The last time we left you we were at tear down and prep of the Marauder frame and most of the Hayes parts were still in the box, but in this entry I'm gonna Tarantino the story and explain the logic of my revamped design. Since I owned a Marauder before for an entire year and a half prior to its theft, I had a good long while to get used to the jet blue beast stock. In that time I paid attention, I mentally documented every inch that bike travelled. I decided to redesign my new Marauder from my first Marauder design that went heavier on the components. On the first build I had beefed it up a bit with the mentality of weight not a factor. I upgraded to a Marzocchi 55 R Coil fork, and a not-so-light Truvativ downhill cockpit and heavy pedals as well. My naivete at that time thought that since it's taking a beating on the trails the heavier weight of the part correlated to it's durability. I found out through my experiences since the first Marauder build, that wasn't necessarily true. After many rides, conversations, and research during the era of the first Marauder, I started plans to re-revamp her, so to speak. Of course in September of last year, the first generation Marauder was stolen, but that didn't stop my plan to build the ultimate All-Mountain/EnduroDH Airborne that I loved so much to ride. A somewhat blessing in disguise, the fact that I had to start from scratch because of the theft inspired the "Phoenix" concept and put my complete focus on perfecting the design, both mechanically but also asthetically as well.
As forementioned in the previous post, the aesthetic inspiration came from the the Navy F18 fighter jet, but my ultimate aim was make it burly but light, and especially, FAST! My goal was to make a performance perfected AllMountain machine but also a head turner as well. With the blessing of my recent sponsporship with Hayes Components, making the Marauder of my dreams just a little bit easier then originally thought.
I started with the supension options first, wieghing in weight over durability, air vs. spring, and adding or staying with current travel (I'd never go below what was original anyway). After several weeks of back and forth in my brain, I finally decided on the Manitou Swinger Expert rear air shock and the Marzocchi 55 CR AER. The Manitou Swinger shock is a heavy duty air system complete with air preload, rebound and high and low speed compression damping. Unfortunately my sponsor Hayes doesn't currently make a 160-180mm single crown travel fork which unfortunately doesn't meet my travel geometry requirements for this build. Because of that, I opted for the Marzocchi 55 CR which is a 170mm freeride air fork.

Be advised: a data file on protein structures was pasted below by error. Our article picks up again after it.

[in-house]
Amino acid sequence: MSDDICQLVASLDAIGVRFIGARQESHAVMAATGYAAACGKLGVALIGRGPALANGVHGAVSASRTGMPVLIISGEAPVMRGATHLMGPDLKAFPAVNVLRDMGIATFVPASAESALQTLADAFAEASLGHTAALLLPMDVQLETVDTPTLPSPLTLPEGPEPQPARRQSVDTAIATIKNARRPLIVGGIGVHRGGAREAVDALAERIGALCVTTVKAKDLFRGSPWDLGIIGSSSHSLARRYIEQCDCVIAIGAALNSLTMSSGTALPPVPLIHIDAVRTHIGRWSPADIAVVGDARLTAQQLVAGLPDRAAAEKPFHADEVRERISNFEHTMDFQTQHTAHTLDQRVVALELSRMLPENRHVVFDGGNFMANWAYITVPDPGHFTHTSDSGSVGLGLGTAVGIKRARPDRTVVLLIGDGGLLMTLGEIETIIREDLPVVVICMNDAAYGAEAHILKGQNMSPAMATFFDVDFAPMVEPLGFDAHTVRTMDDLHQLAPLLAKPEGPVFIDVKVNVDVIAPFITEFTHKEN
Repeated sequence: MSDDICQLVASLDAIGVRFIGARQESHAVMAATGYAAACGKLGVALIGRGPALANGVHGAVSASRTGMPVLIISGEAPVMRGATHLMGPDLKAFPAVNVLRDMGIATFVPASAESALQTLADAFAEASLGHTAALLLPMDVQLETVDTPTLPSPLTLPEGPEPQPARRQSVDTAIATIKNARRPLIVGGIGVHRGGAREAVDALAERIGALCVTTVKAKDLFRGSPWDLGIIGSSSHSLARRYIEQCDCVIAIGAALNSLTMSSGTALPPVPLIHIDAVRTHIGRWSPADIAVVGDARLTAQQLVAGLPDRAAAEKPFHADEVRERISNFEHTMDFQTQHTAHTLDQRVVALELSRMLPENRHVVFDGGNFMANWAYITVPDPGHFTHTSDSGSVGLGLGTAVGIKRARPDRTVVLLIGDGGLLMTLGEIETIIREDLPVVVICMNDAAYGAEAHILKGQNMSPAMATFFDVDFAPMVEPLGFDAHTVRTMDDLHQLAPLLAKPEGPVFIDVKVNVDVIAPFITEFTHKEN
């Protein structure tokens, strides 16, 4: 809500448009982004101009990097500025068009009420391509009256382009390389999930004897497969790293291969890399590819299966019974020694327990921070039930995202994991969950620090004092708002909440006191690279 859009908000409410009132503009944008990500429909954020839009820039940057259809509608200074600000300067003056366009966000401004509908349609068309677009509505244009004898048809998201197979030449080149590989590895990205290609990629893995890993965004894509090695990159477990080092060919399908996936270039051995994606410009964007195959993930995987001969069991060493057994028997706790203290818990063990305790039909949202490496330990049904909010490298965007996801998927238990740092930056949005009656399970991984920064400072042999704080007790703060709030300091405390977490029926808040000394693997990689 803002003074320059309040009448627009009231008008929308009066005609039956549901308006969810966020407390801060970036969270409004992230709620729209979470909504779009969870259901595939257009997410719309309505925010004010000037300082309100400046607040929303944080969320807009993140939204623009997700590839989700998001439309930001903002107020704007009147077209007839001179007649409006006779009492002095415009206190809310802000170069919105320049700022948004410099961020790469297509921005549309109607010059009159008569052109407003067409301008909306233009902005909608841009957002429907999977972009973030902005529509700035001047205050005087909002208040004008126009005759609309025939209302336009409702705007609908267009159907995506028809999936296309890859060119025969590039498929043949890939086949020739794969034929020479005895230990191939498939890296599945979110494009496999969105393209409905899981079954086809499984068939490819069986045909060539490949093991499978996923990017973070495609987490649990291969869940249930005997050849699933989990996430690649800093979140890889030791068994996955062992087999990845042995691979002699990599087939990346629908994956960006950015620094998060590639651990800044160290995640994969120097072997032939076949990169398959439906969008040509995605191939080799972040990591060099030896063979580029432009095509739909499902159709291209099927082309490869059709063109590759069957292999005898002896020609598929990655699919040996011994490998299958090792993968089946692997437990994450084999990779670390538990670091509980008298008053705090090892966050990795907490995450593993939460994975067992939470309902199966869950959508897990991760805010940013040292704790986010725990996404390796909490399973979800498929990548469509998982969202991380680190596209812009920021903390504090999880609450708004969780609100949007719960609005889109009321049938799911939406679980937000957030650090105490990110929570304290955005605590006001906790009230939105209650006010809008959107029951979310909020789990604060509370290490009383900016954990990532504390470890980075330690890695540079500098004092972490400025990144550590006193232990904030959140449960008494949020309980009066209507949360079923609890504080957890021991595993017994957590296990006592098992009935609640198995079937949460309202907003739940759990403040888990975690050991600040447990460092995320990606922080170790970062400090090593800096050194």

After suspension decision was completed, everything else was simple and fell into place. Because of my sponsor, I naturally gave it a full Hayes Stoker Ace brakeset front and rear, with full Answer Products respec of the cockpit and pedals. On the cockpit I went with the Answer Protaper 720 AM carbon bars, Fall Line DH grips, 60mm Rove AM stem, and Rove FR pedals all in gold accent. I upgraded the drivetrain to a 9spd system with an suped up bottom bracket and crank. One of the only flaws that my original Marauder had was that because of how the chain foats in the rear triangle, added with the length of the rear derailleur cage, the bike was occasionally suseptable to the chain jumping from one sproket to the other on heavy travel hits. To eliminate this issue, I purchased a slightly longer bottom bracket, the Truvativ Howitzer team with the Hussefelt 2.2 crankset, which allowed me the room to add a Blackspire Dewlie chainguide to add tension to the chain. Combine that with a complete SRAM X9 drivetrain, and you got gearing that purrs. For the wheels, I went with the best, SunRinglé Charger Expert tubeless. I was once skeptical on tubeless because I ride some heavy, jagged gnar on the trails in Tucson, but after I converted and saw how much lighter and more durable my wheels were, I was sold. The Charger wheels are incredibly easy to convert to tubeless and super strong. After several gnarly test rides I had only one punture which immediately sealed itself in a matter of minutes...amazing! My tire choice, WTB Prowler 2.3 in the front and WTB Dissent 2.3 in the rear, for no other reason other than their my favorite treads. The final cherry-on-top bling is the XFusion Shox HiLo remote adjustable seatpost cause I figure if you're gonna respec a bike completely, might as well add the bling while you can, and it was a great decision as well.
After a lot of waiting, reading, planning, more waiting, flipflopping, and being an undecisive basketcase, my vision for the ultimate Marauder was real. Granted I always expected it to turn out cool, I never expected it to perform and be as awesome as it actually is...in essence it surpassed my expectation by miles.
Don't misread or misunderstand me, the Airborne Marauder stock is a high performance, gnar crushing beast. For the original price, it can't be beat in the bang for your buck department. If you like what I write and are thinking of getting a heavy duty All Mountain trail slayer, the Marauder is the only choice to consider below $1000, at $700 with shipping, you even get to keep $300 of your 1k budget! No brainer? I think so. So don't take this chronicle of my upgrading as improvement but just as a tinkerer having fun. So if you're considering a new bike purchase, the Marauder is a great find. All the plushness of an expensive AM rig at a fraction of the competitors price. And if you're a tinkerer or tech junky like me that likes to upgrade, the Airborne Marauder is the PERFECT base kit for you to start your dream build trail killer!
Keep reading and keep riding! Cheers from Bike2Death, until next time...
Below are a couple of pics of the build process on the crank and a few after/action shots, enjoy!